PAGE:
Cantwell’s Coast Guard Authorization Bill, Including Oil Spill Prevention Measures, Passes Senate

Source: KBKW Radio

WASHINGTON, DC – The Senate on Friday unanimously passed legislation crafted by Senator Maria Cantwell (D-WA) to authorize programs and funding for the U.S. Coast Guard, including provisions she authored to strengthen protections against oil spills. The voice vote marks a bipartisan legislative milestone and the breaking of a logjam that had blocked passage of a Coast Guard Authorization Bill for the past four years. Cantwell, Chair of the Senate Commerce Subcommittee on Oceans, Atmosphere, Fisheries and Coast Guard, also included key language that saves taxpayers dollars by overhauling a failed Coast Guard acquisitions program.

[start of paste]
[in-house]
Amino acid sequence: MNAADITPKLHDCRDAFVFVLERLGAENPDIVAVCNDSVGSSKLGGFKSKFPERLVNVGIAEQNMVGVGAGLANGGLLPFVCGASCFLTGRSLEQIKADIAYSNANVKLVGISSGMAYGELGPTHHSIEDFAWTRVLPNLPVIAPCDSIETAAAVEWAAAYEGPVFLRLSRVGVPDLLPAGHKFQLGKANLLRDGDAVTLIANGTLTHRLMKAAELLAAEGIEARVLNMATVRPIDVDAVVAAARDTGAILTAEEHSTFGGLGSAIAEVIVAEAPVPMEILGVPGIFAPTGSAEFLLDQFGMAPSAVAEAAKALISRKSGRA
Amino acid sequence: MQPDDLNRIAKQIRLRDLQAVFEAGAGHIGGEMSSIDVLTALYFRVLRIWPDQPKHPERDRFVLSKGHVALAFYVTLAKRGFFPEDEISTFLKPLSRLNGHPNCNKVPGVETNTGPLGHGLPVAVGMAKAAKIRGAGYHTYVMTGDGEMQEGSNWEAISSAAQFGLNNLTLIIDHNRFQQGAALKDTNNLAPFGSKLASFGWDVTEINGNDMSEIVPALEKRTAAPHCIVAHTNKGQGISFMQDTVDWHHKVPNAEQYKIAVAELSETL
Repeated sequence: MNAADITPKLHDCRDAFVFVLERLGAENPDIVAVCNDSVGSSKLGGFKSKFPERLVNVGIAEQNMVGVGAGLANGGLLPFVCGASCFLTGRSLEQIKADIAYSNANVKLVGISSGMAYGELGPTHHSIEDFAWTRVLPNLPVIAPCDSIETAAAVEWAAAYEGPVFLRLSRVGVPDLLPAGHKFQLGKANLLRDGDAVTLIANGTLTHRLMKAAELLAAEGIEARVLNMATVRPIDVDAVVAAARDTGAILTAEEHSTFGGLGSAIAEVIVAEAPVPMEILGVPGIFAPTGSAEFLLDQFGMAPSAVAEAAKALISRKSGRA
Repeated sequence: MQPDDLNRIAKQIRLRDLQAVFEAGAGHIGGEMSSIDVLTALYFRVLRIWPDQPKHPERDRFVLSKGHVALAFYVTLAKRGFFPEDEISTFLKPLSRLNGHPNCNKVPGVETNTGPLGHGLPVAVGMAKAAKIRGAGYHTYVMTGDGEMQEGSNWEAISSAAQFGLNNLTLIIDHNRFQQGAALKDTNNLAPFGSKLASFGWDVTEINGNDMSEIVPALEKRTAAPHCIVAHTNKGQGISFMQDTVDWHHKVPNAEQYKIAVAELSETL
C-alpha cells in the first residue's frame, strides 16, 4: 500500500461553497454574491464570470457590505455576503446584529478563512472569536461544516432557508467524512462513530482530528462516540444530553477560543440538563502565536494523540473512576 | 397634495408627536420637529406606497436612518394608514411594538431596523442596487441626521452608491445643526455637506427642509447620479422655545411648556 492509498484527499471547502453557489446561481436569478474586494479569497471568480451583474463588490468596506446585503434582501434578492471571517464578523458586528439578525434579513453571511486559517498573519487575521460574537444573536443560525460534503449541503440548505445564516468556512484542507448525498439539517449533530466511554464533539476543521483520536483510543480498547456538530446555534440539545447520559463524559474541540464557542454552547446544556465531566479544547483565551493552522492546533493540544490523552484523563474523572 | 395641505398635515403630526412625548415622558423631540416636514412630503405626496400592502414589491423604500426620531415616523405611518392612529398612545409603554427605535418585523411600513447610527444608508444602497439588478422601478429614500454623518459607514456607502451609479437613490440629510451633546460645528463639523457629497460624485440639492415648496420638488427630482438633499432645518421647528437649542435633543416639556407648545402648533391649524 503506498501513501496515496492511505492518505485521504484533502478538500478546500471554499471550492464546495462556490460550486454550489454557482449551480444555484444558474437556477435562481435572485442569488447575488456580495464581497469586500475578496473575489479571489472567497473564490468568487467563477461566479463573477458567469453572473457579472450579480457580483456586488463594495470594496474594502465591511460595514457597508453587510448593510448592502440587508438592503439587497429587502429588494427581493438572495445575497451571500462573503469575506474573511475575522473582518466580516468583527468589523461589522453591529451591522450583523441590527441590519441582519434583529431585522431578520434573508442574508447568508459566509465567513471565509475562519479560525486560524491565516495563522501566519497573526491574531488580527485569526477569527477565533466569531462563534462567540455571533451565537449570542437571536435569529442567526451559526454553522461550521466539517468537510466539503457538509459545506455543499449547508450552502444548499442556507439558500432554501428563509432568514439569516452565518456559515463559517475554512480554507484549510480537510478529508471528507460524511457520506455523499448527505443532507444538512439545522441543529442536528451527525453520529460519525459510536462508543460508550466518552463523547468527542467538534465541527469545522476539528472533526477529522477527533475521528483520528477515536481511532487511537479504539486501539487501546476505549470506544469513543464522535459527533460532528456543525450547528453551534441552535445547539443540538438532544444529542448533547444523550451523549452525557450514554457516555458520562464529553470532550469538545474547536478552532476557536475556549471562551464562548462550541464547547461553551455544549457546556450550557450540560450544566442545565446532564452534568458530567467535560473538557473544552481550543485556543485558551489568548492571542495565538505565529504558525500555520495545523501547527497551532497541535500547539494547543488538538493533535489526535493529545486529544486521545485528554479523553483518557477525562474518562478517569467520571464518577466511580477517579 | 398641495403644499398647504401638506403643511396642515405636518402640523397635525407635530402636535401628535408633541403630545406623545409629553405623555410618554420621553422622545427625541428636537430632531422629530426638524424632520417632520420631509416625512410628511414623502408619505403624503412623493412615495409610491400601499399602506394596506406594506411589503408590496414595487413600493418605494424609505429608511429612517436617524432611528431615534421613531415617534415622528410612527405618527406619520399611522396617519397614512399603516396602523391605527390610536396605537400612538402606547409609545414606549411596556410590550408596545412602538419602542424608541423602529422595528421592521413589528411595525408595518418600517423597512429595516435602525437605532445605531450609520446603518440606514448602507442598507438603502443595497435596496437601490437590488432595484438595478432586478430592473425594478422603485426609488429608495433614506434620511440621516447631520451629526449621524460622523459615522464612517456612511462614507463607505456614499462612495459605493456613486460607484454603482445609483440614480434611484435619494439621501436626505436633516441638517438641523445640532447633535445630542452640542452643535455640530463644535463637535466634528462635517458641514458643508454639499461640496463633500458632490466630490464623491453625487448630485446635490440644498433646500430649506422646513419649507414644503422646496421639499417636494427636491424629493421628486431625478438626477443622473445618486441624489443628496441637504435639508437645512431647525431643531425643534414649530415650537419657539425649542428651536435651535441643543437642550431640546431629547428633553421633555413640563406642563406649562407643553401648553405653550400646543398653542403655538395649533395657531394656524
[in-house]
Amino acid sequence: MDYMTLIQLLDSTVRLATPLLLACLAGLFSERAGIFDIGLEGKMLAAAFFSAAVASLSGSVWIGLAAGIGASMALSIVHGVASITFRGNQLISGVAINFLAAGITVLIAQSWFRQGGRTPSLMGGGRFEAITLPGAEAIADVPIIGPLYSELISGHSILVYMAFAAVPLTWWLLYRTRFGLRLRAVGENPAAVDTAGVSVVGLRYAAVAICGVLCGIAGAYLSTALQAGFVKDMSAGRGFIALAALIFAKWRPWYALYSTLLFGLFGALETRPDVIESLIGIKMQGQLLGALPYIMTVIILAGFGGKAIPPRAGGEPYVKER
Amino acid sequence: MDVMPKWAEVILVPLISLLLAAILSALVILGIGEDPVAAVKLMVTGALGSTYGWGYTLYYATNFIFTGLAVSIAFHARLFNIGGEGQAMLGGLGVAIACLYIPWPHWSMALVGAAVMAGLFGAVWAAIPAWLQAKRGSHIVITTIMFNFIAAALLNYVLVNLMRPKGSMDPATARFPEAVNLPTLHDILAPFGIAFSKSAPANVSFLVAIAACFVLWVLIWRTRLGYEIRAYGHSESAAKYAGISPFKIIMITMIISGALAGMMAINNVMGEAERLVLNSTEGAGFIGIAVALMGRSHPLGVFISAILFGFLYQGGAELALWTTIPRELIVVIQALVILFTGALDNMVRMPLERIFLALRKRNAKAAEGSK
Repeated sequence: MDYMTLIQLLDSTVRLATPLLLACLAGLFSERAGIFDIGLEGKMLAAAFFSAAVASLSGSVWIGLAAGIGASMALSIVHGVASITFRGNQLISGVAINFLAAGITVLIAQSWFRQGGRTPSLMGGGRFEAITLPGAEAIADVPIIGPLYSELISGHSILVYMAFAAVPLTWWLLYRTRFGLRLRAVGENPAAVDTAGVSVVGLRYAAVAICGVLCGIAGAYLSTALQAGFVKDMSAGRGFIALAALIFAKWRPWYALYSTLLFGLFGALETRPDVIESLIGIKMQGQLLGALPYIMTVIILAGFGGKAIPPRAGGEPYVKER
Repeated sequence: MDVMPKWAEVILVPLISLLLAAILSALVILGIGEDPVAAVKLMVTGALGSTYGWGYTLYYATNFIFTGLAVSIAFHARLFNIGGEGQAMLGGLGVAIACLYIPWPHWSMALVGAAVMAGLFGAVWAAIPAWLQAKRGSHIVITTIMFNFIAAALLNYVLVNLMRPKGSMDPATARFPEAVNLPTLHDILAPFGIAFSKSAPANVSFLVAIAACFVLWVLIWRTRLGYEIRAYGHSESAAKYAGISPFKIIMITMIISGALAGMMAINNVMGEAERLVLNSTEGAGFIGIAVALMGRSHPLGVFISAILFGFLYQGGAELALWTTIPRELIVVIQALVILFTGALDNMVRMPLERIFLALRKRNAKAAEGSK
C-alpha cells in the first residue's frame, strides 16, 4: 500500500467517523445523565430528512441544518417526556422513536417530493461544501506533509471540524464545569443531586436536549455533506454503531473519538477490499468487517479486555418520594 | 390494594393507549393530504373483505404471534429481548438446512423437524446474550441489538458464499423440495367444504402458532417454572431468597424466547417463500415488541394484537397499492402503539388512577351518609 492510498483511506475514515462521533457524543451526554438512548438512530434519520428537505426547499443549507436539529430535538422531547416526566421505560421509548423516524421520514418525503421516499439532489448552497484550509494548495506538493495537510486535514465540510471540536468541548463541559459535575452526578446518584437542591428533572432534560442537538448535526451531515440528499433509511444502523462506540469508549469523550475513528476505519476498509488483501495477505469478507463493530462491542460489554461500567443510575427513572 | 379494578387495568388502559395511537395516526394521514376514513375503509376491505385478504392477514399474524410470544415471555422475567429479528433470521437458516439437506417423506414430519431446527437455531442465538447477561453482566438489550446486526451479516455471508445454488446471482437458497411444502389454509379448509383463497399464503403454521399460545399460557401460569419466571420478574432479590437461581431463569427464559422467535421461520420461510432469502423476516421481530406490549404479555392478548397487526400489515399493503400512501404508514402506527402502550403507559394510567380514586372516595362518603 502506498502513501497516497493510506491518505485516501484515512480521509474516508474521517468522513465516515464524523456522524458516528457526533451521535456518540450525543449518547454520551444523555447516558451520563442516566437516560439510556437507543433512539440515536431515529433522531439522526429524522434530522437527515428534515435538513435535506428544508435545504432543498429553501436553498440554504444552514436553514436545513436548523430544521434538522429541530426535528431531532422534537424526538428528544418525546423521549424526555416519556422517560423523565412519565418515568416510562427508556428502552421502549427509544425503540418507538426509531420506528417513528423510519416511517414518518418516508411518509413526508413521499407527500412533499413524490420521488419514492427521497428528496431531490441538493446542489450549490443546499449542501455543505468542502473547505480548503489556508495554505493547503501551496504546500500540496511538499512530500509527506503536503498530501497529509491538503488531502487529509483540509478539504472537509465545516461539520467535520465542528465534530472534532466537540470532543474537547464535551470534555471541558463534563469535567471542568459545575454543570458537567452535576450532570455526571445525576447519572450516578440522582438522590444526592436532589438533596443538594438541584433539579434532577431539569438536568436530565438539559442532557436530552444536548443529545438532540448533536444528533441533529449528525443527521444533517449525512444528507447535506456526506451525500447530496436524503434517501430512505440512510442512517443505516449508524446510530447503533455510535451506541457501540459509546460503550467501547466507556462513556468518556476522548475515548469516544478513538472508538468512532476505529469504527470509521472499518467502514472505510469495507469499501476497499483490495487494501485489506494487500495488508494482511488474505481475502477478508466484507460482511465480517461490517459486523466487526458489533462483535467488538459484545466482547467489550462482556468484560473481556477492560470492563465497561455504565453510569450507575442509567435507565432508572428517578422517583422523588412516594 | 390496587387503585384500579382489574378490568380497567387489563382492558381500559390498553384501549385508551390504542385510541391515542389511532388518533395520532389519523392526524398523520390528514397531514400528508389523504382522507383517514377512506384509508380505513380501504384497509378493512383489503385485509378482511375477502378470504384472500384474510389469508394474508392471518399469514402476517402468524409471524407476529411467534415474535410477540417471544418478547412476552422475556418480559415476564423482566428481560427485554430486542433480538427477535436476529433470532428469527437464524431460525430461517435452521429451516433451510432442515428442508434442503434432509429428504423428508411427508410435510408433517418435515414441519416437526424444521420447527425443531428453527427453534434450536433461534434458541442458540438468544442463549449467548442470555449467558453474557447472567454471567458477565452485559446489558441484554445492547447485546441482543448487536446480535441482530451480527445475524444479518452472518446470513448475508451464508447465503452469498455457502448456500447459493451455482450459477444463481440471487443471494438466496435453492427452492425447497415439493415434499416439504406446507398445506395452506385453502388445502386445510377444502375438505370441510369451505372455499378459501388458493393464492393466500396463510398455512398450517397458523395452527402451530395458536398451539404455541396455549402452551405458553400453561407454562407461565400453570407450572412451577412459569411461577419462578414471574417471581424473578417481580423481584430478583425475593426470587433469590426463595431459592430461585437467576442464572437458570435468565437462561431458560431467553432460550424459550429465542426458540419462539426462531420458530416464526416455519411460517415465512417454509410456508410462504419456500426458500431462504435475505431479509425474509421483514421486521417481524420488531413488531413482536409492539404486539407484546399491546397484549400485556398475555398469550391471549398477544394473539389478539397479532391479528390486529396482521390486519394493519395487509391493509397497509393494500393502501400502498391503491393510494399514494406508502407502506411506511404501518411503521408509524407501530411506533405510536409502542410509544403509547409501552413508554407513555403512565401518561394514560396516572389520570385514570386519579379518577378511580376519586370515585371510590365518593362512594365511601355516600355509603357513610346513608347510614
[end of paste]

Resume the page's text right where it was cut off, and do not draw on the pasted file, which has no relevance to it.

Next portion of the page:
The bill, which now goes to a House-Senate conference committee, improves oil spill prevention and response and implements long-sought environmental safeguards to protect America’s waterways from contamination. Cantwell authored language that will enhance spill prevention efforts on vessels transporting oil, further reduce traffic in the Olympic Coast National Marine Sanctuary and establish a stronger role for tribes. The Coast Guard Authorization Bill authorizes the Coast Guard’s funding levels for fiscal years 2010 and 2011 and includes new authority for the Coast Guard to work with international maritime authorities and organizations.